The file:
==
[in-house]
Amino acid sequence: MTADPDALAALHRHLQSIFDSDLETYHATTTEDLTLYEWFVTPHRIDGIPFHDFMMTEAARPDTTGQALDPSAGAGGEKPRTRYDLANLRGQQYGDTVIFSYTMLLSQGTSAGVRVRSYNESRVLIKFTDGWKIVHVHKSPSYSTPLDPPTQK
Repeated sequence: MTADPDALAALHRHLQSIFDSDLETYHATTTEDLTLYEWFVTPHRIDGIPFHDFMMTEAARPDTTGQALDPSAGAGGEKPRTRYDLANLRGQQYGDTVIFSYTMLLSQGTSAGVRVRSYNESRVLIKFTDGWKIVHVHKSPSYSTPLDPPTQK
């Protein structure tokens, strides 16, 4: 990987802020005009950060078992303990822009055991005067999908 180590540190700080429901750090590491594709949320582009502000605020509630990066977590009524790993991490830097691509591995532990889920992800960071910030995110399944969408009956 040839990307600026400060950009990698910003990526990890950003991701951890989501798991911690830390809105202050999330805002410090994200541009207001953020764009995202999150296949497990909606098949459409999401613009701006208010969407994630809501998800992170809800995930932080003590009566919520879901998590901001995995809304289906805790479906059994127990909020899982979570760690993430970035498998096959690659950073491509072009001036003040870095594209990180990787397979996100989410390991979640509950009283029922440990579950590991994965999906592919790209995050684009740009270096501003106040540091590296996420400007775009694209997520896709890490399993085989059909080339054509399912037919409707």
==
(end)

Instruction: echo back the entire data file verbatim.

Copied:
[in-house]
Amino acid sequence: MTADPDALAALHRHLQSIFDSDLETYHATTTEDLTLYEWFVTPHRIDGIPFHDFMMTEAARPDTTGQALDPSAGAGGEKPRTRYDLANLRGQQYGDTVIFSYTMLLSQGTSAGVRVRSYNESRVLIKFTDGWKIVHVHKSPSYSTPLDPPTQK
Repeated sequence: MTADPDALAALHRHLQSIFDSDLETYHATTTEDLTLYEWFVTPHRIDGIPFHDFMMTEAARPDTTGQALDPSAGAGGEKPRTRYDLANLRGQQYGDTVIFSYTMLLSQGTSAGVRVRSYNESRVLIKFTDGWKIVHVHKSPSYSTPLDPPTQK
């Protein structure tokens, strides 16, 4: 990987802020005009950060078992303990822009055991005067999908 180590540190700080429901750090590491594709949320582009502000605020509630990066977590009524790993991490830097691509591995532990889920992800960071910030995110399944969408009956 040839990307600026400060950009990698910003990526990890950003991701951890989501798991911690830390809105202050999330805002410090994200541009207001953020764009995202999150296949497990909606098949459409999401613009701006208010969407994630809501998800992170809800995930932080003590009566919520879901998590901001995995809304289906805790479906059994127990909020899982979570760690993430970035498998096959690659950073491509072009001036003040870095594209990180990787397979996100989410390991979640509950009283029922440990579950590991994965999906592919790209995050684009740009270096501003106040540091590296996420400007775009694209997520896709890490399993085989059909080339054509399912037919409707």